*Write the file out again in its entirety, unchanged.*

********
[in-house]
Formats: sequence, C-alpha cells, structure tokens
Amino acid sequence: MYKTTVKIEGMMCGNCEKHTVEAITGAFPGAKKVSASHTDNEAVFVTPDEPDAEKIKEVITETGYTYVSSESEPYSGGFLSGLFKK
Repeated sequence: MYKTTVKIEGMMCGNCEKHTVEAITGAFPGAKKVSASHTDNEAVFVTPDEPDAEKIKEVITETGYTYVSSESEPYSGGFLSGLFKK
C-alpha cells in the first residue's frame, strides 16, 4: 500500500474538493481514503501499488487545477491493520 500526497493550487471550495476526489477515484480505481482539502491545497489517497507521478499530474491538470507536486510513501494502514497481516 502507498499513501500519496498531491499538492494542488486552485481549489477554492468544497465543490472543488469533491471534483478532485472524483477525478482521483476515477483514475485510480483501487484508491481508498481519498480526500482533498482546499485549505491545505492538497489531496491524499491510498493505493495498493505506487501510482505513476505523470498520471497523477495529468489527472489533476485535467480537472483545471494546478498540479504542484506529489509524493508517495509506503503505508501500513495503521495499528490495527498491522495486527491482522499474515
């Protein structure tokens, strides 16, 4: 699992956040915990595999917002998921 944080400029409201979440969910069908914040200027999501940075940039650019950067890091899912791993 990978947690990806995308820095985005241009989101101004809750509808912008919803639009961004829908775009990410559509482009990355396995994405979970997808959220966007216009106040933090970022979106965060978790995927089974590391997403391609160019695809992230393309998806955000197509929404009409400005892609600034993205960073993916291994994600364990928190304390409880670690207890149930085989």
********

[in-house]
Formats: sequence, C-alpha cells, structure tokens
Amino acid sequence: MYKTTVKIEGMMCGNCEKHTVEAITGAFPGAKKVSASHTDNEAVFVTPDEPDAEKIKEVITETGYTYVSSESEPYSGGFLSGLFKK
Repeated sequence: MYKTTVKIEGMMCGNCEKHTVEAITGAFPGAKKVSASHTDNEAVFVTPDEPDAEKIKEVITETGYTYVSSESEPYSGGFLSGLFKK
C-alpha cells in the first residue's frame, strides 16, 4: 500500500474538493481514503501499488487545477491493520 500526497493550487471550495476526489477515484480505481482539502491545497489517497507521478499530474491538470507536486510513501494502514497481516 502507498499513501500519496498531491499538492494542488486552485481549489477554492468544497465543490472543488469533491471534483478532485472524483477525478482521483476515477483514475485510480483501487484508491481508498481519498480526500482533498482546499485549505491545505492538497489531496491524499491510498493505493495498493505506487501510482505513476505523470498520471497523477495529468489527472489533476485535467480537472483545471494546478498540479504542484506529489509524493508517495509506503503505508501500513495503521495499528490495527498491522495486527491482522499474515
């Protein structure tokens, strides 16, 4: 699992956040915990595999917002998921 944080400029409201979440969910069908914040200027999501940075940039650019950067890091899912791993 990978947690990806995308820095985005241009989101101004809750509808912008919803639009961004829908775009990410559509482009990355396995994405979970997808959220966007216009106040933090970022979106965060978790995927089974590391997403391609160019695809992230393309998806955000197509929404009409400005892609600034993205960073993916291994994600364990928190304390409880670690207890149930085989």